14. Three Billboards Outside Ebbing, Missouri
w&d: Martin McDonagh
Throughout his career, Martin McDonagh has played one of the most challenging and difficult roles an artist can play, that of the uncompromising provocateur. It can be all to easy to tip over one side or the other, into kitschy shock value or careless offensiveness, and many argue that McDonagh has done it before, or even has now, with this film. I personally am of the mind that his work is vital precisely because it says with a blunt force what many kinder artists can not or will not, and yet does so with, I think, a large amount of nuance and intelligence. This film, about the anger and rage of people who have been oppressed (like Frances McDormand’s grieving mother, in a all timer performance) or (in the case of Sam Rockwell’s racist cop) merely feel oppressed, is an exploration of how to live, move on, and grow out of tragedy and injustice. It’s a film vital to our times, because, just as in real life, there are no easy answers, but there may be hope.
13. The Killing Of A Sacred Deer
w: Yorgos Lanthimos & Efthymis Filippou d: Yorgos Lanthimos
And here is a story in which there is no hope, but the easiest answer possible. Loosely adapting a myth from the history of his native Greece, deadpan surrealist/satirist/sadist Lanthimos weaves the tale of a moderately happy surgeon (Colin Farrell, quickly become the perfect leading man for the directors tales of tragedy) who is visited by the son of an ex-patient (Barry Keoghan, redefining onscreen sociopathy) and given an ultimatum. This choice must be made, and there’s no escaping it. Lanthimos deals with the concepts of sin and poetic justice in so surreal and harrowing a manner that, if you’re like me, you’ll be literally breathless during the final scenes. Pure, powerful filmmaking.
12. It, Happy Death Day & Super Dark Times
w: Chase Palmer, Cary Fukunaga & Gary Dauberman (It), Scott Lobdell (Happy), Ben Collins & Luke Piotrowski (Super)
d: Andy Muschietti (It), Christopher Landon (Happy), Kevin Philips (Super)
Horror had a fantastic year in 2017. Not that the genre has ever gone away, but it came roaring back into the mainstream this year, where the major choices for horror fans was no longer limited to some supernatural jump scare machine or some wacky indie throwback film. There are a wealth of great ones to choose from, but the three that I found so effective this year were these. Muschietti, his remarkable ensemble cast of young adults and a majorly chilling Bill Skarsgard completely nailed Stephen King in a way that hasn’t been done since the days of Frank Darabont, making the first legit mainstream horror hit that didn’t involve a ghost haunting a family in what feels like forever. Landon & Lobdell brought back the slasher movie with a Groundhog Day riff that, far from being tired, felt fresh and inspired, and contained a stellar lead performance from Jessica Rothe. Philips, Collins and Piotrowski’s film unquestionably got a smaller release than the other two, but in telling the tale of a group of young boys who make bad choices that lead to even worse choices, they managed to create a King-esque modern classic that will mesmerize people who discover it for years to come. Each of these movies are visually rich, thoughtful, and creepy, the best of what the horror genre can provide.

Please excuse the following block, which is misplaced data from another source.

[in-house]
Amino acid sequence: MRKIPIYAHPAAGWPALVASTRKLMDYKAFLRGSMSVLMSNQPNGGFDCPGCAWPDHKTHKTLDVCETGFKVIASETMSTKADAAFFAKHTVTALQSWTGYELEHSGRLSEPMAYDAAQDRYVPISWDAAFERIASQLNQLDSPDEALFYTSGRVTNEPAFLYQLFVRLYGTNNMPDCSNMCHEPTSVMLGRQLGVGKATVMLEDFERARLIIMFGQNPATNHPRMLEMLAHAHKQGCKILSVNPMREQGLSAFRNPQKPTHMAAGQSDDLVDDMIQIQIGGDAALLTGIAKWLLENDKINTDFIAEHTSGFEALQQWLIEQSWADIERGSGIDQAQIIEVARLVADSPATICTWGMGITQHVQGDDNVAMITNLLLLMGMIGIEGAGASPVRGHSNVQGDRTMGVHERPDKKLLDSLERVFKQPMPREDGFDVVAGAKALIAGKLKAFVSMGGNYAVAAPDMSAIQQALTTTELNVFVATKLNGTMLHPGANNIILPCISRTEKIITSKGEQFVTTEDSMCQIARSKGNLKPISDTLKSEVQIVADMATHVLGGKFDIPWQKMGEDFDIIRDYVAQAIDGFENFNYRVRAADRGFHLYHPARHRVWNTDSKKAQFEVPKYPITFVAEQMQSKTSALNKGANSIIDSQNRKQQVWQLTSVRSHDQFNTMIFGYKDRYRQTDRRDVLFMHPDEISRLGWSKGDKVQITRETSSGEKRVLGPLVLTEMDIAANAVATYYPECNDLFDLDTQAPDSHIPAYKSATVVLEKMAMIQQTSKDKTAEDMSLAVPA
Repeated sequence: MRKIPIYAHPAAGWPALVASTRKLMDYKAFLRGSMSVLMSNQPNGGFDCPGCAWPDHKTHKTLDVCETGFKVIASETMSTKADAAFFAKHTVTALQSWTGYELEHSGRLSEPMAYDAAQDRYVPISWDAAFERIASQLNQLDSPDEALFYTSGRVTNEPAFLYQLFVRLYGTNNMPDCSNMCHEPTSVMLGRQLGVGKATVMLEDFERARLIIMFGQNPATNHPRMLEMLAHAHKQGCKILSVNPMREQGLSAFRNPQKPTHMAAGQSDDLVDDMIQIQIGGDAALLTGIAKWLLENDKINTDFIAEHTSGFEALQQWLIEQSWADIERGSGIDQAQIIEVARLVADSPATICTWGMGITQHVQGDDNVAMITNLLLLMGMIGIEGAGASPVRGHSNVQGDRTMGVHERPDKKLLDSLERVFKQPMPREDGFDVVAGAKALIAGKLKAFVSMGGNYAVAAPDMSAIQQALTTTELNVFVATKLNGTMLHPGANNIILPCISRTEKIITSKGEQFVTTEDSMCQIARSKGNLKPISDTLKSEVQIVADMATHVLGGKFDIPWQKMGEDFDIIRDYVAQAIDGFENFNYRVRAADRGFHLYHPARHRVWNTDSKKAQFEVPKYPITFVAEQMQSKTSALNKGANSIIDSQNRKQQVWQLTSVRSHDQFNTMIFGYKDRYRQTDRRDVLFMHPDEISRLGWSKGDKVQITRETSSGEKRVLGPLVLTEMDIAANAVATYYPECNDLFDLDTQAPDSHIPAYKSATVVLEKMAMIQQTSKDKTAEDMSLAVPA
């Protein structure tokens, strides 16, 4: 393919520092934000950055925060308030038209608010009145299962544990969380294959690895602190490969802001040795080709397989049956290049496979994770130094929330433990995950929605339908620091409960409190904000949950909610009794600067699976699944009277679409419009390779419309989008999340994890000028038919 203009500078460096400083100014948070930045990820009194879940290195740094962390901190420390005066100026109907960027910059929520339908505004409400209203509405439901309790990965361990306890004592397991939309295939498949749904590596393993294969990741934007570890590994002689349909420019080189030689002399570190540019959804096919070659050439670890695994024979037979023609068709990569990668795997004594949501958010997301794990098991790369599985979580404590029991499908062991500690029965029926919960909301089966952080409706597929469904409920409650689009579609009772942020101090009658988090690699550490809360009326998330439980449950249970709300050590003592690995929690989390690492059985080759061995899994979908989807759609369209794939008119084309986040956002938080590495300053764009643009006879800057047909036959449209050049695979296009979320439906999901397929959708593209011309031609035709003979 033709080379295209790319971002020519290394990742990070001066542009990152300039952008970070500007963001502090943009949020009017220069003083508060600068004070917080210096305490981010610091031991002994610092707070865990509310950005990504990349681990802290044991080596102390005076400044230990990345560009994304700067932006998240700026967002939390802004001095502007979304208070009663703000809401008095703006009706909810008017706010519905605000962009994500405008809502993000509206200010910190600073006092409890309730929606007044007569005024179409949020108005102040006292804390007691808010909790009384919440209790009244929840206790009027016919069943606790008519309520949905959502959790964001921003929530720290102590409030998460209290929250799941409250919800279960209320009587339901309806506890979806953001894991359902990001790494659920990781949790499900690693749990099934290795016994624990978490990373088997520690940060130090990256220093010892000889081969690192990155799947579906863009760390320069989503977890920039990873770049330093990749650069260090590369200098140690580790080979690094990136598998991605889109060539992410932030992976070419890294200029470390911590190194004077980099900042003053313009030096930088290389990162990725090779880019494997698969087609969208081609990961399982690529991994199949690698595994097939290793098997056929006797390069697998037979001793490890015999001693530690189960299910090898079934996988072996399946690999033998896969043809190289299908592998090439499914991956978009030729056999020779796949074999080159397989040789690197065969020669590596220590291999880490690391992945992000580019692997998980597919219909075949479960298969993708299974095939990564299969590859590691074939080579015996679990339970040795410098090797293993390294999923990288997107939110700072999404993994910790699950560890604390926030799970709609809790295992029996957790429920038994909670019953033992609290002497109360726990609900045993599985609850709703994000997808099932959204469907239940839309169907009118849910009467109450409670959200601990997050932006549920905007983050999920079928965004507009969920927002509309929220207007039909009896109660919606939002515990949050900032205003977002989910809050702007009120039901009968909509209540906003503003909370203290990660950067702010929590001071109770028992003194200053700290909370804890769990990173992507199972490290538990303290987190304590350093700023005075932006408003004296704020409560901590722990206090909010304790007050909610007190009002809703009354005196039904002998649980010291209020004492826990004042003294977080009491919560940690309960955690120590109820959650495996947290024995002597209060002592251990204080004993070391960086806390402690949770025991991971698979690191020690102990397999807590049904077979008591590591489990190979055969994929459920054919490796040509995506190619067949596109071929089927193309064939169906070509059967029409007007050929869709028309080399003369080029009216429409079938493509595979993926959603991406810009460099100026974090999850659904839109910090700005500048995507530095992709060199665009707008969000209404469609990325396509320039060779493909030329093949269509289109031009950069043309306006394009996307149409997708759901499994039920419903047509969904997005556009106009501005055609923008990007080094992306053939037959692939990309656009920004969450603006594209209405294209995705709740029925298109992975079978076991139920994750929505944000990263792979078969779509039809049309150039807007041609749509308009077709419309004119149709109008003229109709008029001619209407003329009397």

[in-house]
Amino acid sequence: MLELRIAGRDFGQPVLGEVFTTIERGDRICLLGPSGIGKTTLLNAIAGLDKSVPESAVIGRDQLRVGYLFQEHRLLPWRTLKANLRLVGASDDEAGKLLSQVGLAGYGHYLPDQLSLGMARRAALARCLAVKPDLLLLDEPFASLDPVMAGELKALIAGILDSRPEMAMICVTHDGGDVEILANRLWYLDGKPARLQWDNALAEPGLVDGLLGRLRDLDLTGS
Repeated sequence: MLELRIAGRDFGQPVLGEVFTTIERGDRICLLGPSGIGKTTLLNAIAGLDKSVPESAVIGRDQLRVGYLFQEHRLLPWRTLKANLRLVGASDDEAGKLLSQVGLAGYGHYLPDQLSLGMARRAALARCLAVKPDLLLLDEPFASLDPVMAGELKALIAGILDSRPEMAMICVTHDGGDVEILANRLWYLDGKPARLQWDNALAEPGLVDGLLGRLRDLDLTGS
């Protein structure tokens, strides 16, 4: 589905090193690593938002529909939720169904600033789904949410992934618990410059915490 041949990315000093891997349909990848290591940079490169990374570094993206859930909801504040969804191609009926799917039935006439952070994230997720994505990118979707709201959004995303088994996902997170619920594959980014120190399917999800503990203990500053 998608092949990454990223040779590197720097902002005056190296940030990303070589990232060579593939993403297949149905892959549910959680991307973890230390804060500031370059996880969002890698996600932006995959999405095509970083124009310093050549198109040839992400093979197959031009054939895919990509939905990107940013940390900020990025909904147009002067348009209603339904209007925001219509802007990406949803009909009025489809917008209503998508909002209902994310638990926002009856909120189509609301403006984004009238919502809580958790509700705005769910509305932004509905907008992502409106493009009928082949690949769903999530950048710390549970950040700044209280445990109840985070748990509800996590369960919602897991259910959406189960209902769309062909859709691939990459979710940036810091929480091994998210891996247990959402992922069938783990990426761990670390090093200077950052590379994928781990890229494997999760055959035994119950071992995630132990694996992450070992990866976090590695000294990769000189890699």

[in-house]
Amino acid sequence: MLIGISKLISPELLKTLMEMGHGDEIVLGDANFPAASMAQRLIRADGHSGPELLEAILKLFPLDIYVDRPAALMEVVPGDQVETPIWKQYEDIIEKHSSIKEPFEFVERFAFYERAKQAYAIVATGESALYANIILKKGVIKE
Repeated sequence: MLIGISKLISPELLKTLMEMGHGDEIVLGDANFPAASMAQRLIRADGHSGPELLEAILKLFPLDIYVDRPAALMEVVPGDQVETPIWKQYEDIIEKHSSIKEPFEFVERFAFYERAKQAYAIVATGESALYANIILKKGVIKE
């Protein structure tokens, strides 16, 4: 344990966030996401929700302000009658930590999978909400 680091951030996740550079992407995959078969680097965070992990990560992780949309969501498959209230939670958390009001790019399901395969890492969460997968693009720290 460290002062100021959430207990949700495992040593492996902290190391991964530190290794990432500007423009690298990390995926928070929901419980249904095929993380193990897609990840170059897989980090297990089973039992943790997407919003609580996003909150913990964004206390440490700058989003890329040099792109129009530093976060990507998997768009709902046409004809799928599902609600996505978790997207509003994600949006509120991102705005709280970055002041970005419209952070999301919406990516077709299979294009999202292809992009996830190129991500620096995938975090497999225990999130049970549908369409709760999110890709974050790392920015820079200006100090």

11. Good Time
w: Ronald Bronstein & Josh Safdie d: Benny & Josh Safdie
The Safdie brothers bring back a New York City that both hasn’t existed for a while and yet never left. It’s a place of great promise, but also traps at every turn, a place where you can possibly get away with breaking outside of the system, if you can deal with the fact that the system will be trying that much harder to close around you if you do. Robert Pattinson’s Connie is an iconic screen character from the first minutes of the film, a street punk who’s smarter than he seems and dumber than he should be. Co-director Benny Safdie is also a co-star, in which he plays Connie’s mentally handicapped brother Nick, who Connie spends one desperate night to save from incarceration. Safdie’s work is incredible, layered and observed. That goes for both Safdie’s, in fact, as they (helped in large part by a dream creep electronic score from Oneohtrix Point Never) take us into the underworld of the outer boroughs.
w & d: Christopher Nolan
Nolan is an artist who is taken to task fairly often these days, in large part due to the fact that, now 10 films into his career, his predilections, style, and interests can be easily quantified and parodied. There are no “dead wives” in Dunkirk, but there are certainly IMAX cameras shooting real 70mm film, and a structural conceit that recounts singular experiences within the titular retreat/battle from three different locales within three overlapping time periods. What Nolan is still able to do, and does here brilliantly, is marry his interest in overwhelmingly loud and large moments, structural tampering, and the like to the material at hand. Never before have I watched a war film where I felt inside the film, the sheer white knuckle tension and fear overtaking me with each tick of the clock. If movies are “empathy machines”, as Roger Ebert once said, than Nolan has done a masters job here of making me empathize with those who fight wars, making their eventual escape from Dunkirk one of the most unforgettable experiences I’ve had on screen this year.
9. Atomic Blonde & John Wick Chapter Two (tie)